Stellated Triacontahedron

If you have mastered the Slidables from last year and had enough of the past gloomy posts, you are ready for this one.

Let’s begin with the rhombic triacontahedron, a zonohedron with 30 golden rhombi as faces. There are two types of vertices, 12 with valency 5, and 20 with valency 3. In the image below, the faces are colored with five colors, one of which is transparent.


The coloring is made a bit more explicit in the map of this polyhedron below.

Triagraph 01

We are going to make a paper model of one of the 358,833,072 stellations of it. This number comes from George Hart’s highly inspiring Virtual Polyhedra.


In a stellation, one replaces each face of the original polyhedron by another polygon in the same plane, making sure that the result is still a polyhedron, possibly with self intersections.

Newface 01

In our case, each golden (or rather, gray) rhombus becomes a non convex 8-gon. The picture above serves as a template. You will need 30 of them, cut along the dark black edges. The slits will allow you to assemble the stellation without glue. Print 6 of each of the five colors:

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Now assemble five of them, one of each color, around a vertex. Note that there are different ways to put two together, make sure that the original golden rhombi always have acute vertices meeting acute vertices. This produces the first layer.

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The next layer of five templates takes care of the 3-valent vertices of the first layer. Here the coloring starts to play a role.

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The third layer is the trickiest, because you have to add 10 templates, making vertices of valency 5 again. The next image shows how to pick the colors to maintain consistency.

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Below is the inside of the completed third layer.

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Two more to go. Layer 4 is easy:

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The last layer is again a bit tricky again, but just because it gets tight. Here is my finished model. It is quite stable.

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A while ago I tried to start a blog about games and puzzles, which failed, mainly due to time constraints.
I will recycle some of the posts here.

Here are a few crafts of varying difficulty that you can do just with card stock and scissors. The idea is always the same: Use several copies of a simple shape with slits to build paper sculptures. They all make nice holiday ornaments.


The simplest such shape is an equilateral triangle that has been slit as shown below.


Using four such triangles, you can build the following star.

Folds 2

With eight triangles and a bit more patience, you get the following shape, which is Kepler’s Stella Octangula, a stellation of the octahedron, or the compound of two tetrahedra.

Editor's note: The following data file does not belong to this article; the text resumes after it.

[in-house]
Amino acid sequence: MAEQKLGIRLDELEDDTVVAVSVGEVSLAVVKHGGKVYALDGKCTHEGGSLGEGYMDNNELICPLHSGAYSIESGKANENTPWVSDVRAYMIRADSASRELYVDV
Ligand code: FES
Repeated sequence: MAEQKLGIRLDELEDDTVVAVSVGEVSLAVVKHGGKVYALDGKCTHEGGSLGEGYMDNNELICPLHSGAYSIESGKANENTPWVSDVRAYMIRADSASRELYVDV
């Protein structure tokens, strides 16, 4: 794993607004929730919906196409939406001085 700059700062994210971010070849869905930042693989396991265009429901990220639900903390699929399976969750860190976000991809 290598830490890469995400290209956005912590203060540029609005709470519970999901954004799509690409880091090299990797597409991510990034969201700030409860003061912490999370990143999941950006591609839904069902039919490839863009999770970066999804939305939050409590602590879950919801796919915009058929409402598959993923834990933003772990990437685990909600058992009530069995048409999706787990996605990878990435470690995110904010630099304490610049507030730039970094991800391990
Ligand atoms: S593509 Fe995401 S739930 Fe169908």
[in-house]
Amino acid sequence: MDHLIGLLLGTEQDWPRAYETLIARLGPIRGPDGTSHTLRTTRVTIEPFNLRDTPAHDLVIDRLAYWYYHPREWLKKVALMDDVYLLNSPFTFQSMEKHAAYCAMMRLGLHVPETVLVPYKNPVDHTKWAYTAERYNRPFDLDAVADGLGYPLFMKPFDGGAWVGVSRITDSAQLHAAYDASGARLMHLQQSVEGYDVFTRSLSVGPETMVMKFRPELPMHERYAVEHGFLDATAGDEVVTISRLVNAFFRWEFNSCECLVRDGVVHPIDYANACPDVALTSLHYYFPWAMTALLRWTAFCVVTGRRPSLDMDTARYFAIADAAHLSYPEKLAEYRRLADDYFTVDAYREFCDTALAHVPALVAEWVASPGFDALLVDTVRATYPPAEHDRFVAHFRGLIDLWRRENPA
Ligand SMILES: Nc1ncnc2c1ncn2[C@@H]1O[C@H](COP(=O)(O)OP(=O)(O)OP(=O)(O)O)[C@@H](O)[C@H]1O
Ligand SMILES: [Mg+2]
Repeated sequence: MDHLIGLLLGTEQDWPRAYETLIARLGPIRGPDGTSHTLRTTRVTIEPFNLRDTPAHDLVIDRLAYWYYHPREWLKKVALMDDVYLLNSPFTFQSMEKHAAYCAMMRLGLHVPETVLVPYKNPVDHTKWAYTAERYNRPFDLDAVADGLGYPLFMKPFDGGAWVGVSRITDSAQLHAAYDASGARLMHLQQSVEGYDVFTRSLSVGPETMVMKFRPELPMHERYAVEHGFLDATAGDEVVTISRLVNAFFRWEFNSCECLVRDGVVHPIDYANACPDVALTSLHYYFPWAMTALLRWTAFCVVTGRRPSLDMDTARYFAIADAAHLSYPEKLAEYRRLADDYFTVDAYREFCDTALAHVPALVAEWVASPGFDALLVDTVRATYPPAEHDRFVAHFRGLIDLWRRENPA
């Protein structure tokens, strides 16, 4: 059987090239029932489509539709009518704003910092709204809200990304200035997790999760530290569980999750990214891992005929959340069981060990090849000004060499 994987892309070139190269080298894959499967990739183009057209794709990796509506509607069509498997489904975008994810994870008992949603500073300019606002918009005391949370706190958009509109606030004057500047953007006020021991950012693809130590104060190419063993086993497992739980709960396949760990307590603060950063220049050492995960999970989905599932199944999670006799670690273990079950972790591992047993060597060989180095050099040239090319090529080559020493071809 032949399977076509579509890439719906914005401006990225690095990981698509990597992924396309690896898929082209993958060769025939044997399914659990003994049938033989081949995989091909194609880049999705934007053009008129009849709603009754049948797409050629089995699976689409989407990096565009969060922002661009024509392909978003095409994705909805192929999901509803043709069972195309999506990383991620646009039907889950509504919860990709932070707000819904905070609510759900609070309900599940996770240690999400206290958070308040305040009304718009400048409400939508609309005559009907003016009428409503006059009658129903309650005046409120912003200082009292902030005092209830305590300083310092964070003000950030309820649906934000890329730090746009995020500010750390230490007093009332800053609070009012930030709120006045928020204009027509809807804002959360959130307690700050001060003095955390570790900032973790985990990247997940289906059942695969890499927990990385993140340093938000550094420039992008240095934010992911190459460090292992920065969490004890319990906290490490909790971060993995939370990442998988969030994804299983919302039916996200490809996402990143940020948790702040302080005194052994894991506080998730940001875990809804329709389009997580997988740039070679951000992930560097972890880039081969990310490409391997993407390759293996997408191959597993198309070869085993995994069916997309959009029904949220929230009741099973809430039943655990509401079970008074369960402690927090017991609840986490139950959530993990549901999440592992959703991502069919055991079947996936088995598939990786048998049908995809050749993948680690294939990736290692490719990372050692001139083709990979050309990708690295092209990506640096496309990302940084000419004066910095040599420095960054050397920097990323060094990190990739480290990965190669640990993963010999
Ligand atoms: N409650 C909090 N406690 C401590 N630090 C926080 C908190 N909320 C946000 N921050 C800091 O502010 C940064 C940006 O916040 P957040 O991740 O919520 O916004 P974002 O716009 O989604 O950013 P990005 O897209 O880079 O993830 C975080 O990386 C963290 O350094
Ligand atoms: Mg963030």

Folds 6

I like to curl the tips of the triangles to make them look like flower petals.

You can of course also build other objects.

Pentagonal Stars

Folds 1

Using 12 copies of the slit pentagrams below, one can build Kepler’s Small Stellated Dodecahedron.


This requires a bit patience. Start with one pentagram, and insert five pentagrams successively in all of its slits, thereby also linking the inserted pentagrams together as well. Then insert another five pentagrams into neighboring pairs of the first ring of pentagrams, again linking the pentagrams from the new ring together. Finally, insert the twelfth pentagram into the free slits of the pentagrams from the second ring.

The last steps require some heavy bending of the pentagrams, and careful adjustment at the end.

Triangles and Squares

Folds 7

Using properly slit triangles and squares, one can build a stellation of the cuboctahedron.


The slits in the squares and triangles must have the same length.

This is a bit easier than the previous example. During assembly, the model falls easily apart, but it is quite sturdy when done.

Irregular Hexagons

Folds 4

Twenty of the regular hexagons below can be used to create one of the stellations of the Icosahedron, the Small Triambic Icosahedron.


Escher’s Solid

Folds 3

This is the first stellation of the rhombic dodecahedron, also called Escher’s Solid. It tiles space. You need 12 of the non-convex hexagons below.


A simpler version is a stellation of a rhomboid, using 6 hexagons.

Folds 5

Final Comments

The strategy to design these models is to look for regular polyhedral shapes with few kinds of faces that intersect in a relatively simple way. Then, each intersection of two faces leads to slits on both faces half way along the intersection, so that the two faces can be slid into each other.

There are of course limits to this, but I am sure there are many more models one can assemble.